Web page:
Hokusai (crater)

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Hokusai (crater)
Crater Hokusai, Mercury, MESSENGER.jpg
Photo of Hokusai crater by MESSENGER
Planet Mercury
Coordinates 58°18′N 342°18′W / 58.3°N 342.3°W / 58.3; -342.3Coordinates: 58°18′N 342°18′W / 58.3°N 342.3°W / 58.3; -342.3
Diameter 95 km
Eponym Katsushika Hokusai[1]

Hokusai is a rayed impact crater on Mercury, which was discovered in 1991 by ground-based radar observations conducted at Goldstone Observatory.[2] The crater was initially known as feature B. Its appearance was so dissimilar to other impact craters that it was once thought to be a shield volcano. However improved radar images by the Arecibo Observatory obtained later in 2000–2005 clearly showed that feature B is an impact crater with an extensive ray system. The bright appearance of rays in the radio images indicates that the crater is geologically young; fresh impact ejecta has a rough surface, which leads to strong scattering of radio waves.[2]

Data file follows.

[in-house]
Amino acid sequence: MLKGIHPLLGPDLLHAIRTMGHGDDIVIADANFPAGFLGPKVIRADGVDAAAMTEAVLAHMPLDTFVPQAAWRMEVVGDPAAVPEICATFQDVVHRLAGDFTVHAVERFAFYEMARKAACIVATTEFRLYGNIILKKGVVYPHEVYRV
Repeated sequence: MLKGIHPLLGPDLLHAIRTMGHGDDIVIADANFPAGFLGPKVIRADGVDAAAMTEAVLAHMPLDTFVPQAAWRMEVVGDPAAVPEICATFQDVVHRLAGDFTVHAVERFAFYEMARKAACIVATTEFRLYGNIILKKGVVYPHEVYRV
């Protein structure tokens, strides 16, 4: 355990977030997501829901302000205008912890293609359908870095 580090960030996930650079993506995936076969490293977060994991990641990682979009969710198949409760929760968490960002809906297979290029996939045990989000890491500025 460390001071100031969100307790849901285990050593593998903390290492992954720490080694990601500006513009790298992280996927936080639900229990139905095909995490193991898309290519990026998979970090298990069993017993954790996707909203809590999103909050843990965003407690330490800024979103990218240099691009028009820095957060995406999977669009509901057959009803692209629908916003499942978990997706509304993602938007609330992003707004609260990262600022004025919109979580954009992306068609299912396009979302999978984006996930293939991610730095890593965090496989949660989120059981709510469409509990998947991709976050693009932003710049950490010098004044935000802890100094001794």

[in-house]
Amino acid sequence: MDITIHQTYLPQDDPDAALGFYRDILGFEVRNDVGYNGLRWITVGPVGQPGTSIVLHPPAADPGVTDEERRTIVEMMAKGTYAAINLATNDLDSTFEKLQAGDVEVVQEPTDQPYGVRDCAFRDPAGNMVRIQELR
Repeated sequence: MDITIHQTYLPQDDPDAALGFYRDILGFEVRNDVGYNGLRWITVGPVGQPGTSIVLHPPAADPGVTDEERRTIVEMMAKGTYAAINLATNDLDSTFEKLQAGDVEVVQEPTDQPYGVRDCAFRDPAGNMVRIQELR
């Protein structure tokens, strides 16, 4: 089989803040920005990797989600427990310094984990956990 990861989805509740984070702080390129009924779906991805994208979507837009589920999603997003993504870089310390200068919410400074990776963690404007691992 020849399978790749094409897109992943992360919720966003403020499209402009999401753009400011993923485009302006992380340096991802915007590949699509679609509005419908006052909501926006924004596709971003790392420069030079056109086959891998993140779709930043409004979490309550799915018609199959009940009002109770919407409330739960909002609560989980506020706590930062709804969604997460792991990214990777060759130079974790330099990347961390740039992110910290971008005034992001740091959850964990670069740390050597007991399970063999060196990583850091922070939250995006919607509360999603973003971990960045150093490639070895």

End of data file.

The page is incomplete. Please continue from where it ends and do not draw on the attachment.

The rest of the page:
Hokusai is named after Katsushika Hokusai (1760–1849), a Japanese artist and printmaker of the Edo period.[1] The name Hokusai was suggested by radar astronomer John K. Harmon.[3] The crater has a diameter of about 100 km; the rays extend for thousands kilometers, covering much of the northern hemisphere.[4]

References[edit]

  1. ^ a b "Ten Craters On Mercury Receive New Names". SpaceDaily. Retrieved March 29, 2010. 
  2. ^ a b Harmon, John K.; Slade, Martin A.; Butler, Bryan J.; et al., J; Rice, M; Campbell, D (2007). "Mercury: Radar images of the equatorial and midlatitude zones". Icarus 187 (2): 374–405. Bibcode:2007Icar..187..374H. doi:10.1016/j.icarus.2006.09.026. 
  3. ^ "Hokusai Paints a Wave of Rays". NASA/Johns Hopkins University Applied Physics Laboratory/Carnegie Institution of Washington. 11 May 2010. Retrieved 13 May 2012. 
  4. ^ "PIA11356: Looking Back to the Source". NASA. October 6, 2008. Retrieved March 29, 2010.